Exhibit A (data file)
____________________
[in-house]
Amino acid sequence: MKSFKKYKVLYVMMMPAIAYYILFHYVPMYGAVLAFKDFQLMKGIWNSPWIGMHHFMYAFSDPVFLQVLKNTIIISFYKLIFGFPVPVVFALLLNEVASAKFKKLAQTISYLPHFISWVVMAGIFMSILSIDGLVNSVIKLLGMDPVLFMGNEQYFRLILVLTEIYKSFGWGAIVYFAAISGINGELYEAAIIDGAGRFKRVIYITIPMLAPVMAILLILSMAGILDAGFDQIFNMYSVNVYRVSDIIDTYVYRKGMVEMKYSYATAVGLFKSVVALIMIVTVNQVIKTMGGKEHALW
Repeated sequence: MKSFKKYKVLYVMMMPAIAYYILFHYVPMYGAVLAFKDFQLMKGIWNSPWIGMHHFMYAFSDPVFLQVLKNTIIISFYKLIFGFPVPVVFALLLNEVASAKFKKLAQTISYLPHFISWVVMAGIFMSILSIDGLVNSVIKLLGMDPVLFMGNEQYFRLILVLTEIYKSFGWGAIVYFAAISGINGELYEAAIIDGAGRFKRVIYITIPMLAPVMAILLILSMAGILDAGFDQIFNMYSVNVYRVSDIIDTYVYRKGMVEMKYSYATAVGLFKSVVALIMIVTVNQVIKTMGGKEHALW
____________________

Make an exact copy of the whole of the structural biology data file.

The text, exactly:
[in-house]
Amino acid sequence: MKSFKKYKVLYVMMMPAIAYYILFHYVPMYGAVLAFKDFQLMKGIWNSPWIGMHHFMYAFSDPVFLQVLKNTIIISFYKLIFGFPVPVVFALLLNEVASAKFKKLAQTISYLPHFISWVVMAGIFMSILSIDGLVNSVIKLLGMDPVLFMGNEQYFRLILVLTEIYKSFGWGAIVYFAAISGINGELYEAAIIDGAGRFKRVIYITIPMLAPVMAILLILSMAGILDAGFDQIFNMYSVNVYRVSDIIDTYVYRKGMVEMKYSYATAVGLFKSVVALIMIVTVNQVIKTMGGKEHALW
Repeated sequence: MKSFKKYKVLYVMMMPAIAYYILFHYVPMYGAVLAFKDFQLMKGIWNSPWIGMHHFMYAFSDPVFLQVLKNTIIISFYKLIFGFPVPVVFALLLNEVASAKFKKLAQTISYLPHFISWVVMAGIFMSILSIDGLVNSVIKLLGMDPVLFMGNEQYFRLILVLTEIYKSFGWGAIVYFAAISGINGELYEAAIIDGAGRFKRVIYITIPMLAPVMAILLILSMAGILDAGFDQIFNMYSVNVYRVSDIIDTYVYRKGMVEMKYSYATAVGLFKSVVALIMIVTVNQVIKTMGGKEHALW